what Struts does for form beans (create them on demand if necessary),
but more general -- in the course of evaluating any value binding or
method binding expression, if the first element of the expression is
not found in request/session/application scope, it tries to create
such a bean.  Therefore, JSF handles all the grunt work about getting
the DialogController instance created, and installed in session scope,
with no extra work needed by the framework or the application.

In the struts-shale-usecases example app, you can see how this works. 
There is a managed bean declaration for the dialog controller for the
logon dialog:

    <managed-bean>
        <managed-bean-name>logon$dialog</managed-bean-name>
        <managed-bean-class>org.apache.shale.usecases.logon.Dialog</managed-bean-class>
        <managed-bean-scope>session</managed-bean-scope>
        ... also configures some properties here ...
    </managed-bean>

Thus, if you click the hyperlink to enter the logon dialog from the main menu:

    <h:commandLink action="#{logon$dialog.enter}">
        <h:outputText value="#{messages['usecases.logon']}"/>
    </h:commandLink>

JSF will notice that no bean named "logon$dialog" exists ... so it
creates one for you.

The interesting part is getting it back out again, though :-)

> Maybe there are other goals for dialog that I am not aware of that this would not work
for.  I think the above would essentially make a struts app a series of dialogs for the most
part except probably the login/logout and other universal functions.  Of course the naming
above would be confusing as hell so you'd probably want to use better names in the "execute"
type method so the user doesn't think they're working with a session.  Maybe a name like "Scope",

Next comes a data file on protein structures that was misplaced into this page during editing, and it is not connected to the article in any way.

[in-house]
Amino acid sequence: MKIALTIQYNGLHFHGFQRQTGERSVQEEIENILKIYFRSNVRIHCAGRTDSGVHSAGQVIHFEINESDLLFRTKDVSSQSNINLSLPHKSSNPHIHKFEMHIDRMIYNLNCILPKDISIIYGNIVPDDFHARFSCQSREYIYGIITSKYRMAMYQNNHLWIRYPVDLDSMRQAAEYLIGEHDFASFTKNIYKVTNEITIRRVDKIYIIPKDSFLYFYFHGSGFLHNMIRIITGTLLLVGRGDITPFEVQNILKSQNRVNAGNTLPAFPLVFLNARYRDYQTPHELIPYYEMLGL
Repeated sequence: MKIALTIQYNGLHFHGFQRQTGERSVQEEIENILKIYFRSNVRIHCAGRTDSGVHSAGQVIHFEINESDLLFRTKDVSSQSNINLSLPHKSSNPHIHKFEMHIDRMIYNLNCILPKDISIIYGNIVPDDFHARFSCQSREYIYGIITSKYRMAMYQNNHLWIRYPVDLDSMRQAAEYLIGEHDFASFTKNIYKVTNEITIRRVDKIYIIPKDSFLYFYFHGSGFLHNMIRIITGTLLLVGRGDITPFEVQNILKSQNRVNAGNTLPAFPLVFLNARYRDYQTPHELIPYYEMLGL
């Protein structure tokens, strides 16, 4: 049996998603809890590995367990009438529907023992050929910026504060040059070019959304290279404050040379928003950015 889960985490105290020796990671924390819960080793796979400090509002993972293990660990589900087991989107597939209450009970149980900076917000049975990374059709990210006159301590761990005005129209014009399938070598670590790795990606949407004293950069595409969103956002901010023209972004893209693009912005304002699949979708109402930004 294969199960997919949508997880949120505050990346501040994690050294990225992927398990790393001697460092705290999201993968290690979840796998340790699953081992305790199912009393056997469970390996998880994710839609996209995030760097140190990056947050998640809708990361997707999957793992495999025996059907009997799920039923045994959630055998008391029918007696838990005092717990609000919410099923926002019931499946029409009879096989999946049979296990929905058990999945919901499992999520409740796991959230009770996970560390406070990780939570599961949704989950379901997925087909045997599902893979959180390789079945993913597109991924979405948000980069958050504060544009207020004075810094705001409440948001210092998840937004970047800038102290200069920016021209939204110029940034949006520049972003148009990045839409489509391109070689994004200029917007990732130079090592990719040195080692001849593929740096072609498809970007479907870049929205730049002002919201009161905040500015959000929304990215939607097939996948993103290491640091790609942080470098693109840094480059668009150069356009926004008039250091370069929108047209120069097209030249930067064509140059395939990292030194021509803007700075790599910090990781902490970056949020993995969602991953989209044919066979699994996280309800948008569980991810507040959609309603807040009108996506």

so you're passed a scope as part of the execute method to make it clear that any of the work
you do is limited to whatever the configuration scope is (handled as part of config).

Yes, I would envision that large portions of a Shale-based application
woud be organized as a set of dialogs -- and you'd be able to "nest"
them, by starting one dialog, calling into another, and returning to
where you were.  More info on the original thinking is in the Shale
proposal at the hyperlink above.

> 
> Please advise how this may or may not suit your needs.  I hope I'm not 100% off-base
here.

In general, JSF is architected differently than Struts in that you
don't pass a whole bunch of arguments in to an execute method. 
Instead, event handlers can ask for the context of the current request
if they need it:

    FacesContext context = FacesContext.getCurrentInstance();

or the context object will be passed in.  Therefore, mocking doesn't
really help, unless you want to mock a complete FacesContext
(technically feasible, but quite a bit of work).

However, your discussion DID trigger a thought of how to implement the
cleanup more elegantly.  It turns out that the JSF logic that does the
managed bean trick is a pluggable API (VariableResolver).  I can add a
gadget that, if the new bean is indeed a DialogController, then call a
property setter on it, telling this instance what name it was stored
under.  Then, the instance can just use that name when it wants to
clean itself up.

For that little inspiriation, thank you!

> 
> Regards...djsuarez
> 

Craig